- XLR to SMA adapter cable
- Audio analyzer (Audio Precision© APX525)
- Precision dc source/calibrator (Krohn-Hite 523 or similar)
Recreate the following steps to set up the design for evaluation:
- Download and install the IIO oscilloscope application on the PC, Mac, or Linux host.
- Load the Analog Devices Kuiper Linux image onto the microSD card.
- Configure the microSD card for the EVAL-CN0577-FMCZ.
- Place the microSD card into the ZedBoard.
- Connect EVAL-CN0577-FMCZ to the ZedBoard through the FMC pin connector.
- Connect the 12 V power supply jack on the ZedBoard.
- Plug in the LAN cable from the ZedBoard to the host computer.
- Connect the EVAL-CN0577-FMCZ to the audio analyzer using the XLR to SMA adapter cable.
- Connect the ground of the EVAL-CN0577-FMCZ to the audio analyzer.
- Connect the audio analyzer USB cable to PC.
- Run the IIO oscilloscope software and capture the resulting ADC data and FFT data.
Fast Fourier Transform (FFT) techniques are used to test the ADC’s frequency response, distortion, and noise at the rated throughput. By applying a low distortion sine wave and analyzing the digital output using an FFT algorithm, the ADC’s spectral content can be examined for frequencies outside the fundamental. The LTC2387-18 provides guaranteed tested limits for both AC distortion and noise measurements. Figure 22 shows the FFT performance of the CN0577.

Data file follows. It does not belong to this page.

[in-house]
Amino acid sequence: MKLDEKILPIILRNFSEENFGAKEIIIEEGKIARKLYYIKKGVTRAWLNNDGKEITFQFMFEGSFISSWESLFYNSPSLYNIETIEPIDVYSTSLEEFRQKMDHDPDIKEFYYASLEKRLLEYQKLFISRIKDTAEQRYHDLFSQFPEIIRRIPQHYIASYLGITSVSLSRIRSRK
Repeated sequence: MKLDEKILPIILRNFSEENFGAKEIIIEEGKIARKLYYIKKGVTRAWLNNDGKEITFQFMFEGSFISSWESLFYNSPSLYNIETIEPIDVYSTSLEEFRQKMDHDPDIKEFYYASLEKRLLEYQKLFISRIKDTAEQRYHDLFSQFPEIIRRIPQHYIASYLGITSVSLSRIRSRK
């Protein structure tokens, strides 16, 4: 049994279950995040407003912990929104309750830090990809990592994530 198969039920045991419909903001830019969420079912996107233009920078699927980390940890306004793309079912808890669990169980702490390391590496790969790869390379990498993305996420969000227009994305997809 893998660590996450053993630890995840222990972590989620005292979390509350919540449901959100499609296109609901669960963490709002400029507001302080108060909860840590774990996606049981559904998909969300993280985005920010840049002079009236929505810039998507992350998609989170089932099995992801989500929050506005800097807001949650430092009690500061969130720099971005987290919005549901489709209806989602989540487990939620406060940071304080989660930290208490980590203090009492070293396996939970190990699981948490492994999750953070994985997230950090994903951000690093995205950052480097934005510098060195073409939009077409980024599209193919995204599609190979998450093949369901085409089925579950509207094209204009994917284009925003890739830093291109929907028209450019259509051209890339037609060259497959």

Figure 23 shows the proper connection of the EVAL-CN0577-FMCZ to the audio analyzer for SNR, THD, and SFDR testing.
At 40 kHz differential input signal, with an amplitude of 4.096 Vp-p sitting at a common-mode voltage of 2.048 V and ADC sampling at a rate of 15 MSPS; the measured lowest average SNR and THD is 82.6 dB and -84 dB, respectively. Figure 24 shows the typical performance of CN0577 at different sampling rates and frequency input signal.
Figure 25 presents the proper connection of the EVAL-CN0577-FMCZ to the precision DC source for noise testing.
Figure 26 illustrates the typical DC histogram of CN0577, with REFIN equal to 2.048 V and a sample frequency of 15 MSPS.
Figure 27 presents the error between the ideal voltage and the corresponding voltage input for two different sampling rates, 5 MSPS and 15 MSPS.